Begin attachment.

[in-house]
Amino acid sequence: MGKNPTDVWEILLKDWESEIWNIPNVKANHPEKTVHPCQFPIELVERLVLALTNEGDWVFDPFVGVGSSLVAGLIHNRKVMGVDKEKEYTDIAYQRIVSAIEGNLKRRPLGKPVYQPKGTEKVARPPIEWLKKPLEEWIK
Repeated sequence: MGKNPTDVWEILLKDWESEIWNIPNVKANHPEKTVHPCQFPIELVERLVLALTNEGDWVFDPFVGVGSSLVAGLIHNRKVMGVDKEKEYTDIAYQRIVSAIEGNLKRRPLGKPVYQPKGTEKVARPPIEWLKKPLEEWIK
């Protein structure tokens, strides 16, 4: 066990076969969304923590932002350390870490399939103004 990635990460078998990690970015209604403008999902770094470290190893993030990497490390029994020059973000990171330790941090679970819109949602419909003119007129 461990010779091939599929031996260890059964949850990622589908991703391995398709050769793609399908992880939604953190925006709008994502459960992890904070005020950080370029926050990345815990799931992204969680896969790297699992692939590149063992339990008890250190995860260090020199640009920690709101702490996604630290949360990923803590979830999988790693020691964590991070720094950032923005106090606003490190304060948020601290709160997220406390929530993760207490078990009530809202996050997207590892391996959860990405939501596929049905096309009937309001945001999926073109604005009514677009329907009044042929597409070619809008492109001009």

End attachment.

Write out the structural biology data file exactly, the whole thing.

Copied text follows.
[in-house]
Amino acid sequence: MGKNPTDVWEILLKDWESEIWNIPNVKANHPEKTVHPCQFPIELVERLVLALTNEGDWVFDPFVGVGSSLVAGLIHNRKVMGVDKEKEYTDIAYQRIVSAIEGNLKRRPLGKPVYQPKGTEKVARPPIEWLKKPLEEWIK
Repeated sequence: MGKNPTDVWEILLKDWESEIWNIPNVKANHPEKTVHPCQFPIELVERLVLALTNEGDWVFDPFVGVGSSLVAGLIHNRKVMGVDKEKEYTDIAYQRIVSAIEGNLKRRPLGKPVYQPKGTEKVARPPIEWLKKPLEEWIK
């Protein structure tokens, strides 16, 4: 066990076969969304923590932002350390870490399939103004 990635990460078998990690970015209604403008999902770094470290190893993030990497490390029994020059973000990171330790941090679970819109949602419909003119007129 461990010779091939599929031996260890059964949850990622589908991703391995398709050769793609399908992880939604953190925006709008994502459960992890904070005020950080370029926050990345815990799931992204969680896969790297699992692939590149063992339990008890250190995860260090020199640009920690709101702490996604630290949360990923803590979830999988790693020691964590991070720094950032923005106090606003490190304060948020601290709160997220406390929530993760207490078990009530809202996050997207590892391996959860990405939501596929049905096309009937309001945001999926073109604005009514677009329907009044042929597409070619809008492109001009």